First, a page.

Here in Oz, it looks increasingly like a 3.3L V6 diesel that seems to have bobbed up unannounced will be the engine of choice across the range instead of the Mazda straight-six that has been co-developed with Toyota.
With the V6’s non-too-shabby outputs of 227kW/687Nm, better than the outgoing V8, it’ll allay the fears of the Land Cruiser brethren that they might be going backwards, because big is always better… right? It’s likely though the V6 will make much smarter use of its neddies than the old V8, via a new 10-speed auto that’ll keep the engine in the zone all the time. In the same way, the local Ranger Raptor and its 2.0L four squeezes out 500Nm and dispelled any doubts about its lugging ability.
There will be a hybrid, there has to be, to fit in with Toyota’s 2050 Zero CO2 Emissions Challenge. As Toyota is no stranger to hybrids, expect a mid-model release that will keep LC300 in lockstep with other manufacturers in bringing partial electrification to proper 4WDs. It’ll remove the anxiety of range limitation in our Outback that a full EV will suffer until the poles and wires are more plentiful or a hydrogen solution exists.
In Japan at least, there are five different models and price-points with the new LC300. The Japanese poverty pack, the GX, is like all of them, a seven-seater. As you progress up through the range, more luxuries and refinement are added, with the option or standard fitment of diff-lock(s), (front and rear in the GR-Sport). We found a chart with some basic points of difference in the range and you can read that below.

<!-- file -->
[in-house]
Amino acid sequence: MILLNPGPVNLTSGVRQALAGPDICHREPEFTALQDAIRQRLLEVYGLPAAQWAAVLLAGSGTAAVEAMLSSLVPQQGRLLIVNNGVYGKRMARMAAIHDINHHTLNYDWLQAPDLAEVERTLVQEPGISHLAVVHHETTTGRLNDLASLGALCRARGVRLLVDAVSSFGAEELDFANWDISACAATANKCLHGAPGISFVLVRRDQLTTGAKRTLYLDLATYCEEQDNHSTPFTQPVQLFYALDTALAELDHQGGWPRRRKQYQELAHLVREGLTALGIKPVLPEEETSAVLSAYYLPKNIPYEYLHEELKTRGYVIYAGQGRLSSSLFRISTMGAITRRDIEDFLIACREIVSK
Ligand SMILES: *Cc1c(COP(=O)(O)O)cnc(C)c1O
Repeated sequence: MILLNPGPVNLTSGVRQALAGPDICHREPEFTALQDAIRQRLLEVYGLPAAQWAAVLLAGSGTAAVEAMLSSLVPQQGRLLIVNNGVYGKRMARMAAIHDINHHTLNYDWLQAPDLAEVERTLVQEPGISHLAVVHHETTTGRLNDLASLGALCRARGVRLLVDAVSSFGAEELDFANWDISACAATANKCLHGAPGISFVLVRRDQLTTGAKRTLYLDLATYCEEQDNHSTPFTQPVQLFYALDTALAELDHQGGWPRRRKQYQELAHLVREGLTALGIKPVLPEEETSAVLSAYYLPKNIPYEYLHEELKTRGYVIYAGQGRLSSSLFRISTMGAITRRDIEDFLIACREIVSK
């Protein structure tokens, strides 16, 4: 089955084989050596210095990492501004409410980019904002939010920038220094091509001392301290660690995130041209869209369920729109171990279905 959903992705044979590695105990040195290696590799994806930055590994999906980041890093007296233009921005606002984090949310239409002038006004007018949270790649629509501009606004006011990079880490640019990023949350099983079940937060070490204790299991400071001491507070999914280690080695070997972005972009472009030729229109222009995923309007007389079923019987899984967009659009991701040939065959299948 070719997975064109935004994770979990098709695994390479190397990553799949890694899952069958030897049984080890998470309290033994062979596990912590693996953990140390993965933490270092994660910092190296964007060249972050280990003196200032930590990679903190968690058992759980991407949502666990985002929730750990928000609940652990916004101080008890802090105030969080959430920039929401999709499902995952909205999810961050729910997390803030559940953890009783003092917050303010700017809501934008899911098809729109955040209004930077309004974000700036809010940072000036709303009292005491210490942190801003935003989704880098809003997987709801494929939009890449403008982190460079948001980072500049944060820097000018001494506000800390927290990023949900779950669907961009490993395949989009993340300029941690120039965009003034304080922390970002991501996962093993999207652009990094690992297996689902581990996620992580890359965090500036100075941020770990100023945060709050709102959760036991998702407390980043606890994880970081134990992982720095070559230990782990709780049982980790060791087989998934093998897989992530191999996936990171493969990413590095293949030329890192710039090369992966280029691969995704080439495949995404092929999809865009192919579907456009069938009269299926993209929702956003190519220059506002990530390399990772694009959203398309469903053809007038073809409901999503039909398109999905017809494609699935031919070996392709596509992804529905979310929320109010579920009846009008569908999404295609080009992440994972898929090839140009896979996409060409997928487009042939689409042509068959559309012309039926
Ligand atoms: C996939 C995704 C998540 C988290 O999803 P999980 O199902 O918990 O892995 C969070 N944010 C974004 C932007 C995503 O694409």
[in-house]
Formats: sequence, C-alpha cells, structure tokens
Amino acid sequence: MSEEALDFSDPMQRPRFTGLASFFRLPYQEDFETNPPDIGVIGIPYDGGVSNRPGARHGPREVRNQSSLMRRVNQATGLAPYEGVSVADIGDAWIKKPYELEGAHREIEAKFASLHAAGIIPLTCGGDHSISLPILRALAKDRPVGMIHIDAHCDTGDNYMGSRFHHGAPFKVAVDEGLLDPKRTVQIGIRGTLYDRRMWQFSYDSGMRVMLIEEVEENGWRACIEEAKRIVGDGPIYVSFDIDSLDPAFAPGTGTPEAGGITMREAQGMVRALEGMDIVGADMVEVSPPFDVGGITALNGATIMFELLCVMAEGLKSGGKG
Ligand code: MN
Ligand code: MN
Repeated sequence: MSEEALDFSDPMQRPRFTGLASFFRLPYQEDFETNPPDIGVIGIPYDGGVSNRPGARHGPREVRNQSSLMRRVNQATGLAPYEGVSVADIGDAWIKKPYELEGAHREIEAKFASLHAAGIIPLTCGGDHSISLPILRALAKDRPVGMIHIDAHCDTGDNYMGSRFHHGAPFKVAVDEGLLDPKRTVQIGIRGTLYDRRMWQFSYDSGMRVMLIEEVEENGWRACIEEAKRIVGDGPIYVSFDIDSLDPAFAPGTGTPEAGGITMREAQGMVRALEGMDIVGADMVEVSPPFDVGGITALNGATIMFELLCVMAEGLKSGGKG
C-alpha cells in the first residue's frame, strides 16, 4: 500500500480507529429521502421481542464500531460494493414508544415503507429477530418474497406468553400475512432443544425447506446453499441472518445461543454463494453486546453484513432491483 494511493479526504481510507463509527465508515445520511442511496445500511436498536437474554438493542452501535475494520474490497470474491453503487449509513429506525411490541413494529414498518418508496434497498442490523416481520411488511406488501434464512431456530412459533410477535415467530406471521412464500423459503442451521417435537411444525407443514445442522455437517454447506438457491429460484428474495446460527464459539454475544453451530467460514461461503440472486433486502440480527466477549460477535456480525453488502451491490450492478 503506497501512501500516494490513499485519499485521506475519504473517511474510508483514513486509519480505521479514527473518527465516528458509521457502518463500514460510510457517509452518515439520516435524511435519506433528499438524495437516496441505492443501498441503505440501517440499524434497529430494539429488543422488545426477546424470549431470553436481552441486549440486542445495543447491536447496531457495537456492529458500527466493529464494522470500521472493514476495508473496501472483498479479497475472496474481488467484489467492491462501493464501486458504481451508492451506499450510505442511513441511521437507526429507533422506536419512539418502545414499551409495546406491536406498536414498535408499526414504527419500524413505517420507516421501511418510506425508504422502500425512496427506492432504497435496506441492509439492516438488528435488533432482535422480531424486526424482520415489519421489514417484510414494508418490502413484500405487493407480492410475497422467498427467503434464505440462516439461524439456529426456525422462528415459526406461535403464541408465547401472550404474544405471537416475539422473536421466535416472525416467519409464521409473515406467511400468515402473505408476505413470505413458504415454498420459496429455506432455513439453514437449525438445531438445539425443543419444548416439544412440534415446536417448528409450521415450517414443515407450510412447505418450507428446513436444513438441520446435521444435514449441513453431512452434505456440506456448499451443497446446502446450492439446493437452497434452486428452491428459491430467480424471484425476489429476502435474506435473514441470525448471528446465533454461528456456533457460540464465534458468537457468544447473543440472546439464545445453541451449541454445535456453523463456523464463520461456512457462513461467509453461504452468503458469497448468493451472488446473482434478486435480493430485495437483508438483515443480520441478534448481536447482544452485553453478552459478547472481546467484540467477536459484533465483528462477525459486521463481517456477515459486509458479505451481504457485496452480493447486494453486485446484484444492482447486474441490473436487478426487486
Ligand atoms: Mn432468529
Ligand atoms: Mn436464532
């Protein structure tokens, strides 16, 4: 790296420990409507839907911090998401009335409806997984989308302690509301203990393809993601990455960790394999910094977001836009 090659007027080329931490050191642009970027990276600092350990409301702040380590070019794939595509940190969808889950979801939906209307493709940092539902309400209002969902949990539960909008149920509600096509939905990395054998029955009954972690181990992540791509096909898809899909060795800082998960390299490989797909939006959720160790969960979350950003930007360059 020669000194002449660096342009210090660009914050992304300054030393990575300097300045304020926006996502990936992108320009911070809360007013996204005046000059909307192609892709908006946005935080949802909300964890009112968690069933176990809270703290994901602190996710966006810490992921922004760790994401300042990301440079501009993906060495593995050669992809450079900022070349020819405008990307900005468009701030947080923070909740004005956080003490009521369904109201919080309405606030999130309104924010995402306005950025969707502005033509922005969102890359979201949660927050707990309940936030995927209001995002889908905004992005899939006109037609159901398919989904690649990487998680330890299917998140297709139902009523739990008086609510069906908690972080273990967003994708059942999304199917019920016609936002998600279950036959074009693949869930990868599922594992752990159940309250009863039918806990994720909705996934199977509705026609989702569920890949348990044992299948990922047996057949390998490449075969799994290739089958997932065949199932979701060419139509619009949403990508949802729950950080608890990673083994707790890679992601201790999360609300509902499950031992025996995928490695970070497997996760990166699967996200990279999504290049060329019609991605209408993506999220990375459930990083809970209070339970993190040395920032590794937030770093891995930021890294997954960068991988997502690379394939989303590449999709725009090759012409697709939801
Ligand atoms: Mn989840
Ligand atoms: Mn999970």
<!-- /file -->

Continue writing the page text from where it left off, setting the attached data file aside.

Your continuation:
The wheel size seems to be 18” across the range except for the Luxo-limo, the ZX, which uses 20”. That’ll be the boulevard cruiser with a tyre fitment that’ll be more pose than purpose. The ZX also gets some other body changes to set it apart from the others including a different grille treatment, door handles, indicators with a sequential strobe, lots of wood-grain inside and enough cow-hides on the seats and door cards to have you think you’re wafting along in a Gentleman’s Club, not a 4WD.
The GR-Sport (that’s Gazoo Racing) is thin on detail at this stage but you’d have to bet that it’ll be sporting the black-decal treatment, its own 18” wheel and off-road tyre fitment, along with a retuned suspension kit, a bumper replacement and bash-plate set-up like Rugged X Hilux and a light bar to show the way at night time. That and the ZX will put some fat profit in the hands of Toyota dealers with a premium RRP you’d think nudging $150K or more.
Suspension is interesting, the familiar IFS front end and live axle rear are retained until you reach the ZX which has a reference to a curious new LC feature called “Linear Solade AVS”. Now whilst the GR-Sport retains the previously used KDSS set-up with its hydraulically controlled sway-bar set-up, AVS might well be air suspension front and rear, to go along with the pleated Chesterfields your bum-cheeks are nestled on, oh, and heated of course, in both front and rear pews for those frosty mornings on the way to the golf course.
Those opportunists who bought the last of the 200s and have them on sale at near $200K on the auto sales websites as new vehicles, better hope that the detail above has turned new buyers off rather than on, the LC300. Time will tell!
Credit: Thanks to @LandCruiserupdates for the pics and charts